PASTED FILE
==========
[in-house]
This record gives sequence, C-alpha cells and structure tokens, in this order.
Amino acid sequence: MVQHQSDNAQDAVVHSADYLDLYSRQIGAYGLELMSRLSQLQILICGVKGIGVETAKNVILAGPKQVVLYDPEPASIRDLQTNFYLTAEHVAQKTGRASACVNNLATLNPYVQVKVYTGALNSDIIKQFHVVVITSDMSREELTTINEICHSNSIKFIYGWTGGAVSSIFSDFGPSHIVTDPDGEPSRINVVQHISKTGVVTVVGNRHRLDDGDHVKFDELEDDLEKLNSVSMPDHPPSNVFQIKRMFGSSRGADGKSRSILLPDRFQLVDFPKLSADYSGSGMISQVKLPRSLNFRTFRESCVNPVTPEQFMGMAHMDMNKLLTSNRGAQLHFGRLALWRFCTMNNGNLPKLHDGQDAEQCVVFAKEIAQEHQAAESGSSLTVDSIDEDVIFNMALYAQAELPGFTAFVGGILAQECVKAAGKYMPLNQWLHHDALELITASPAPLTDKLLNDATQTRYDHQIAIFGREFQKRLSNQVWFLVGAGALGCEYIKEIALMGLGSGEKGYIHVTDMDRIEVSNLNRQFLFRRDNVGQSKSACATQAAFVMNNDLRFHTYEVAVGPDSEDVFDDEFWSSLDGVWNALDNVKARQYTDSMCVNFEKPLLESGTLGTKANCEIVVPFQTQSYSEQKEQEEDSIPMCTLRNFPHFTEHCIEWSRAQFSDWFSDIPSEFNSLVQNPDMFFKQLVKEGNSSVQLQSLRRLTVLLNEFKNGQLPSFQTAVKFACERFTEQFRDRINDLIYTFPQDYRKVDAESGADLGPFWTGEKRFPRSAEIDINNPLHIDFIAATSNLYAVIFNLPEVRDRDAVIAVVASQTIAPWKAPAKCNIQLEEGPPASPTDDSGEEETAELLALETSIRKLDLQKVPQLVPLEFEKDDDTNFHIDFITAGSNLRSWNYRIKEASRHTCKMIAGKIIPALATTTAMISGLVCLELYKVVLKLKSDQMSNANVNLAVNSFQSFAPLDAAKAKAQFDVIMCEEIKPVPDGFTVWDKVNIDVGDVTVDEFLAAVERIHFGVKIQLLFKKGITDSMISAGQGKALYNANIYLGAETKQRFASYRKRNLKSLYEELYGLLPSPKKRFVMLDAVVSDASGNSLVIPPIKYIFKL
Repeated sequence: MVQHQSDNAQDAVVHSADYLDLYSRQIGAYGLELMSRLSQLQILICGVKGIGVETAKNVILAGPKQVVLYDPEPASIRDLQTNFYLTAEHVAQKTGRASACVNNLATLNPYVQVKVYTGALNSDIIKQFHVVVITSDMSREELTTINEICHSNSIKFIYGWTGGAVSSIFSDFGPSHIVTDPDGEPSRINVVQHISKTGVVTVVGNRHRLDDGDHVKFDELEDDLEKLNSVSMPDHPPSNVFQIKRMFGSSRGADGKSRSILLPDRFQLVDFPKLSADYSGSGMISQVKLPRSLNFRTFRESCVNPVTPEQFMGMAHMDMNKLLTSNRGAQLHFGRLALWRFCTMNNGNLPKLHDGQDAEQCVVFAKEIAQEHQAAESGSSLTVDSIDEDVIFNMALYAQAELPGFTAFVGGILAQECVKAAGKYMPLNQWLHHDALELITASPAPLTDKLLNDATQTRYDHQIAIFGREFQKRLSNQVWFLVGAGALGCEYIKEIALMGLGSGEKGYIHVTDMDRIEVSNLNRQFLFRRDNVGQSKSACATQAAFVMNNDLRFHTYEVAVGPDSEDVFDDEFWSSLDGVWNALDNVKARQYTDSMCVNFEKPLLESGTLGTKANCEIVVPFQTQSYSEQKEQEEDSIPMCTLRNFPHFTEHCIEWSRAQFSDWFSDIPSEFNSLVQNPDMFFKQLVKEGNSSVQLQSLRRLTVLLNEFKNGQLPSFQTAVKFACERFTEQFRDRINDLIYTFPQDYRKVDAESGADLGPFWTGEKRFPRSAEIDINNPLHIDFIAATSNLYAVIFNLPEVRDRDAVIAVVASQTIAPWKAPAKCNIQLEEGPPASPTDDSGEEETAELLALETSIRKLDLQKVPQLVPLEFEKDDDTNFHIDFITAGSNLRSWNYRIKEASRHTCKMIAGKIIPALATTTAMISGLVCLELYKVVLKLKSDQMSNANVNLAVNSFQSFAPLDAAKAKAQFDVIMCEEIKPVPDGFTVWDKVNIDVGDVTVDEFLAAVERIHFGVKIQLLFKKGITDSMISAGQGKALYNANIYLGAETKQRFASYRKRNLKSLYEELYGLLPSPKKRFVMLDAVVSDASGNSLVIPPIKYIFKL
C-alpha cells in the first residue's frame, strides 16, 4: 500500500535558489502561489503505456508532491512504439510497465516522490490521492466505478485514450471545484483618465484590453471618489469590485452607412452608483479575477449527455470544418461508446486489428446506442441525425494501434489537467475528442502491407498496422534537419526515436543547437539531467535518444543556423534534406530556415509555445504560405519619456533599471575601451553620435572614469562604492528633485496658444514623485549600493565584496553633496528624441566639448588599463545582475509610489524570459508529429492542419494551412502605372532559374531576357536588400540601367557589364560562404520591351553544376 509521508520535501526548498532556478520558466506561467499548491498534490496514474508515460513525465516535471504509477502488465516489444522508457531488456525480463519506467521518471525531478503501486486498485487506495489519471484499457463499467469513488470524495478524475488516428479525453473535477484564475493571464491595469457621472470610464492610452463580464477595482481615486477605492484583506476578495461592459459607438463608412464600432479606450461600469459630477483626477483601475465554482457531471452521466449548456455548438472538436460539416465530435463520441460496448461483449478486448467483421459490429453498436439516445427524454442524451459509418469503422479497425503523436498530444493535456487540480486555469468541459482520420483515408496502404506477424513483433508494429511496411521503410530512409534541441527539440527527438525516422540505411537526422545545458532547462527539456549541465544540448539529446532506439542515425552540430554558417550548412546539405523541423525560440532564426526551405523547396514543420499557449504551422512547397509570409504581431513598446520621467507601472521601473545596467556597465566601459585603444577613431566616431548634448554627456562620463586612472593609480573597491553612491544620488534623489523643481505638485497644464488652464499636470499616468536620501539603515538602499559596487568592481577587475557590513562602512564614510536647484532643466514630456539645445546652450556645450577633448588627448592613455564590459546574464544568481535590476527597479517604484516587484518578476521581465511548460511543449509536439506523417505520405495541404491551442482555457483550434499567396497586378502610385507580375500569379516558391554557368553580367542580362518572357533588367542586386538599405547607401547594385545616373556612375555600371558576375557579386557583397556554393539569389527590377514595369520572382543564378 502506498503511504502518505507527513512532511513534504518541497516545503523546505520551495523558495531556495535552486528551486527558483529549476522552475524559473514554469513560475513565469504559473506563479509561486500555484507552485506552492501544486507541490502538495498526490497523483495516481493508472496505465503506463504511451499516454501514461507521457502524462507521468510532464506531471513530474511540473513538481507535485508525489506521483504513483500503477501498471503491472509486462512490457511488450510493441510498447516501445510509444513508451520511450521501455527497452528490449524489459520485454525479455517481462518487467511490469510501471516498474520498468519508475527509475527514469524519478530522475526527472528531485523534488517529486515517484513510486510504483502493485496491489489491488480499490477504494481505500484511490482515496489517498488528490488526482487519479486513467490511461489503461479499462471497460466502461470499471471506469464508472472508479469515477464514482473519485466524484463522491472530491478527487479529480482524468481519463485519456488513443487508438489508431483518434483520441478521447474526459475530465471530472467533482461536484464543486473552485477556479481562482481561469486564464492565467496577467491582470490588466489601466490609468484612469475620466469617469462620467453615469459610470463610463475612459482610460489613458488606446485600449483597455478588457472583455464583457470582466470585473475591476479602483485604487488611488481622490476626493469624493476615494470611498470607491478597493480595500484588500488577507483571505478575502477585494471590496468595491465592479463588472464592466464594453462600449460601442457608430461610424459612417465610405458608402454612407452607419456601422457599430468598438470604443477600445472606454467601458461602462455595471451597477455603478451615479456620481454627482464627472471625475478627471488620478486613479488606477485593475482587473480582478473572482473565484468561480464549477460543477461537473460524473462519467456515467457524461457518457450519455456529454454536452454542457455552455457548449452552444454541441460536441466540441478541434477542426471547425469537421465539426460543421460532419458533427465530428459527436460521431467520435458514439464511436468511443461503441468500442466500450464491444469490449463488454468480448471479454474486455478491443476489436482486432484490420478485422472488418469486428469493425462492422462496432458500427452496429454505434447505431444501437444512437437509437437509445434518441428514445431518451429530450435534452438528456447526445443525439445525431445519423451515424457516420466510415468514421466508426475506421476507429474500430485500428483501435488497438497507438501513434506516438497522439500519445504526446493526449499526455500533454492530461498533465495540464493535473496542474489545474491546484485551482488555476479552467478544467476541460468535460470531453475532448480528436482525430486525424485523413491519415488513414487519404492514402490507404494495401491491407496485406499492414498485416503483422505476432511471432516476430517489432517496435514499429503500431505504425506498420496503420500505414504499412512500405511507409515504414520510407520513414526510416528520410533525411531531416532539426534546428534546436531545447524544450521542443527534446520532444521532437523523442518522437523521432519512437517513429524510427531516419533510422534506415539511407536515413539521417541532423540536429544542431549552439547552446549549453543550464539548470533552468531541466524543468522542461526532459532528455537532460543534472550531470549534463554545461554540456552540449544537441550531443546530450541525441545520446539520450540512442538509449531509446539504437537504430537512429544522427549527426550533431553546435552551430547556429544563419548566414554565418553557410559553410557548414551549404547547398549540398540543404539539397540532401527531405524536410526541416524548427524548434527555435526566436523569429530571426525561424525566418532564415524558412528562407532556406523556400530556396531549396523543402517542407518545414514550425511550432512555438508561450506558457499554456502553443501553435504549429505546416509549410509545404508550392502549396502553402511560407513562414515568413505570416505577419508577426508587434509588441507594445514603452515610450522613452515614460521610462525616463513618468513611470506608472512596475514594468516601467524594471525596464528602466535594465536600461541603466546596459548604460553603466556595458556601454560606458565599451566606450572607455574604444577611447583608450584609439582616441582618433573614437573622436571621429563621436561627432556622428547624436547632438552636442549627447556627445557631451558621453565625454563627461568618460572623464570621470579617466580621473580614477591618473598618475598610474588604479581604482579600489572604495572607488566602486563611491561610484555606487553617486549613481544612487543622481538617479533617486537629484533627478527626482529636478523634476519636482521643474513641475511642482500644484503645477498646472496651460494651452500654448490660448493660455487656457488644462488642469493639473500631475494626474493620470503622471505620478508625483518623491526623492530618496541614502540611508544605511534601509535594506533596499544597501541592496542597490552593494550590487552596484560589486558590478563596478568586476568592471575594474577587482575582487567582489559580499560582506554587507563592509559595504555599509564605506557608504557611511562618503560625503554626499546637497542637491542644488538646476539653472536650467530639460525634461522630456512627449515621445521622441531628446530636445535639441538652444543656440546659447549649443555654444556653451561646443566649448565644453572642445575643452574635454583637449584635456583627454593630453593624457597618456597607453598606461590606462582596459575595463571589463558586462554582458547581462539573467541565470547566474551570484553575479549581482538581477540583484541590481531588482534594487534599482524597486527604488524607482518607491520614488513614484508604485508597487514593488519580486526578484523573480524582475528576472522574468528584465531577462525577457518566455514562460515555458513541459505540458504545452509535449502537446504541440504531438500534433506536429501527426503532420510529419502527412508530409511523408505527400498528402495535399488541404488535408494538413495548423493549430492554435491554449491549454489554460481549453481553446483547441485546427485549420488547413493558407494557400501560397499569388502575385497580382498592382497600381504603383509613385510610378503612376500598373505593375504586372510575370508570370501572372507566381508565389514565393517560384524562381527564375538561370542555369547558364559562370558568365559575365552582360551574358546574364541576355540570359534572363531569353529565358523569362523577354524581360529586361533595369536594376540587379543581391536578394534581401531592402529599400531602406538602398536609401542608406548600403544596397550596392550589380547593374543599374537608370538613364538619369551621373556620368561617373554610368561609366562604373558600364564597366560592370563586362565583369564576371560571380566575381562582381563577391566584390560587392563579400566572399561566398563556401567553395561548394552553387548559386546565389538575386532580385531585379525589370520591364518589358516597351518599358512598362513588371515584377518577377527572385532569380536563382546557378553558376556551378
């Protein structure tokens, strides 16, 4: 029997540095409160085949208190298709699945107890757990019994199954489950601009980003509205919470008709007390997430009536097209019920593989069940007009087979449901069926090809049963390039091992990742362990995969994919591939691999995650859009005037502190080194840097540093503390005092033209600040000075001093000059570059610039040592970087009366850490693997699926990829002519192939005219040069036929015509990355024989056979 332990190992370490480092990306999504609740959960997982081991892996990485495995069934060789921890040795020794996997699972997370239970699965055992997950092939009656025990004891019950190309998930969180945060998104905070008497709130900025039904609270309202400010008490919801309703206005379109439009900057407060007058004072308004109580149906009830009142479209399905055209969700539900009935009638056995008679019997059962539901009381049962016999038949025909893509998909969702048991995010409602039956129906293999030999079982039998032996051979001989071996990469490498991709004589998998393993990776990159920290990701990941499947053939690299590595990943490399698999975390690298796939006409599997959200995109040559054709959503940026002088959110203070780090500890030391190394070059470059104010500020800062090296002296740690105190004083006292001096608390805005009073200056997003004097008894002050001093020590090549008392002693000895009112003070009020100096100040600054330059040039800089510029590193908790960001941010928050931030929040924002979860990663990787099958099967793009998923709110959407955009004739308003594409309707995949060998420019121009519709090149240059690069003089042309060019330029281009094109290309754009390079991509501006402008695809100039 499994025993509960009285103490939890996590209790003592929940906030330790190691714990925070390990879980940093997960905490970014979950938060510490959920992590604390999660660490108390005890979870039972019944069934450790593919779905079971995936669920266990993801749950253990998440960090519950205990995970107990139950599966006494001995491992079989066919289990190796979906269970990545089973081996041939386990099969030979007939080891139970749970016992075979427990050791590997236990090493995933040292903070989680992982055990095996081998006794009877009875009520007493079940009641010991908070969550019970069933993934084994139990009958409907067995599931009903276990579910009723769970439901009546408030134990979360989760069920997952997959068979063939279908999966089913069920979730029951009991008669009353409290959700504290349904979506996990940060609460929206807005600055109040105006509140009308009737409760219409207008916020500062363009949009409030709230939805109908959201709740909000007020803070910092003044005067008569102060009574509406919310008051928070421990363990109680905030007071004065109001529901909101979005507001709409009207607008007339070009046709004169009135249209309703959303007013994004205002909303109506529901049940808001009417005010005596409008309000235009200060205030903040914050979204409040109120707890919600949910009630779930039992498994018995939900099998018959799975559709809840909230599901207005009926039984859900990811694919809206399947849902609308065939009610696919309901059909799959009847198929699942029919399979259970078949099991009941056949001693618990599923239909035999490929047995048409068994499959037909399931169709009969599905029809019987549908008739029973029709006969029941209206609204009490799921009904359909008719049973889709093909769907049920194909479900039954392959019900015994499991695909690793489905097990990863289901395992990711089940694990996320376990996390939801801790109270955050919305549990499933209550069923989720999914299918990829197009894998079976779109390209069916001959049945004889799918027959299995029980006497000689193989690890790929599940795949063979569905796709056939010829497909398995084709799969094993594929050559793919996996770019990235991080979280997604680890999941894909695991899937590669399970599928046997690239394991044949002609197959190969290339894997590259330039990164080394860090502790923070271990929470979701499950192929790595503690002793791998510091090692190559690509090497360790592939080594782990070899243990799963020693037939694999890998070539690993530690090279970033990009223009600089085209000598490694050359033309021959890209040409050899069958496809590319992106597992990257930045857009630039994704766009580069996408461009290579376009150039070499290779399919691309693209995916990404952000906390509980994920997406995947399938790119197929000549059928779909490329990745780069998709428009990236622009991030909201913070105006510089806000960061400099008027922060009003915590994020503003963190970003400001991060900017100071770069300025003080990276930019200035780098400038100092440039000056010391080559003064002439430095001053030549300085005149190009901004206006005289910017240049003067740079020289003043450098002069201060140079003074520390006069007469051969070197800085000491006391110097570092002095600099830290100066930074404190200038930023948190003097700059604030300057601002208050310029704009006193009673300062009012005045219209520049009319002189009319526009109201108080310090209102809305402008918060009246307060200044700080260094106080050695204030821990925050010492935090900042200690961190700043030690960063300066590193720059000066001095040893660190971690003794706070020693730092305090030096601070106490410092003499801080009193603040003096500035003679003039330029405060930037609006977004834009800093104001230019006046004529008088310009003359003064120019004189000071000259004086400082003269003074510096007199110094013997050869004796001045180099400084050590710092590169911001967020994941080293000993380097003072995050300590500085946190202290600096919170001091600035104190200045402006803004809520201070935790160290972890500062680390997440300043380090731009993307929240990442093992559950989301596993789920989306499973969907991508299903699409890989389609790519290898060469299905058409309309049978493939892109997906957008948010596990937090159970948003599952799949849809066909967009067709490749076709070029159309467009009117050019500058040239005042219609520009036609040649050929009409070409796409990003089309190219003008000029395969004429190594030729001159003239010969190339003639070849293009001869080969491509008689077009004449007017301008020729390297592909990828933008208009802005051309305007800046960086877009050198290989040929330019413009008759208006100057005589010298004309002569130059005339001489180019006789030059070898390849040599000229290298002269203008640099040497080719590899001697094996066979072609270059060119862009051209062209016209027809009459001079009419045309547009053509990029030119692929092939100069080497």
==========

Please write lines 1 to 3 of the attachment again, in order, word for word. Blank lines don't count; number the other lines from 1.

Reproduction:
[in-house]
This record gives sequence, C-alpha cells and structure tokens, in this order.
Amino acid sequence: MVQHQSDNAQDAVVHSADYLDLYSRQIGAYGLELMSRLSQLQILICGVKGIGVETAKNVILAGPKQVVLYDPEPASIRDLQTNFYLTAEHVAQKTGRASACVNNLATLNPYVQVKVYTGALNSDIIKQFHVVVITSDMSREELTTINEICHSNSIKFIYGWTGGAVSSIFSDFGPSHIVTDPDGEPSRINVVQHISKTGVVTVVGNRHRLDDGDHVKFDELEDDLEKLNSVSMPDHPPSNVFQIKRMFGSSRGADGKSRSILLPDRFQLVDFPKLSADYSGSGMISQVKLPRSLNFRTFRESCVNPVTPEQFMGMAHMDMNKLLTSNRGAQLHFGRLALWRFCTMNNGNLPKLHDGQDAEQCVVFAKEIAQEHQAAESGSSLTVDSIDEDVIFNMALYAQAELPGFTAFVGGILAQECVKAAGKYMPLNQWLHHDALELITASPAPLTDKLLNDATQTRYDHQIAIFGREFQKRLSNQVWFLVGAGALGCEYIKEIALMGLGSGEKGYIHVTDMDRIEVSNLNRQFLFRRDNVGQSKSACATQAAFVMNNDLRFHTYEVAVGPDSEDVFDDEFWSSLDGVWNALDNVKARQYTDSMCVNFEKPLLESGTLGTKANCEIVVPFQTQSYSEQKEQEEDSIPMCTLRNFPHFTEHCIEWSRAQFSDWFSDIPSEFNSLVQNPDMFFKQLVKEGNSSVQLQSLRRLTVLLNEFKNGQLPSFQTAVKFACERFTEQFRDRINDLIYTFPQDYRKVDAESGADLGPFWTGEKRFPRSAEIDINNPLHIDFIAATSNLYAVIFNLPEVRDRDAVIAVVASQTIAPWKAPAKCNIQLEEGPPASPTDDSGEEETAELLALETSIRKLDLQKVPQLVPLEFEKDDDTNFHIDFITAGSNLRSWNYRIKEASRHTCKMIAGKIIPALATTTAMISGLVCLELYKVVLKLKSDQMSNANVNLAVNSFQSFAPLDAAKAKAQFDVIMCEEIKPVPDGFTVWDKVNIDVGDVTVDEFLAAVERIHFGVKIQLLFKKGITDSMISAGQGKALYNANIYLGAETKQRFASYRKRNLKSLYEELYGLLPSPKKRFVMLDAVVSDASGNSLVIPPIKYIFKL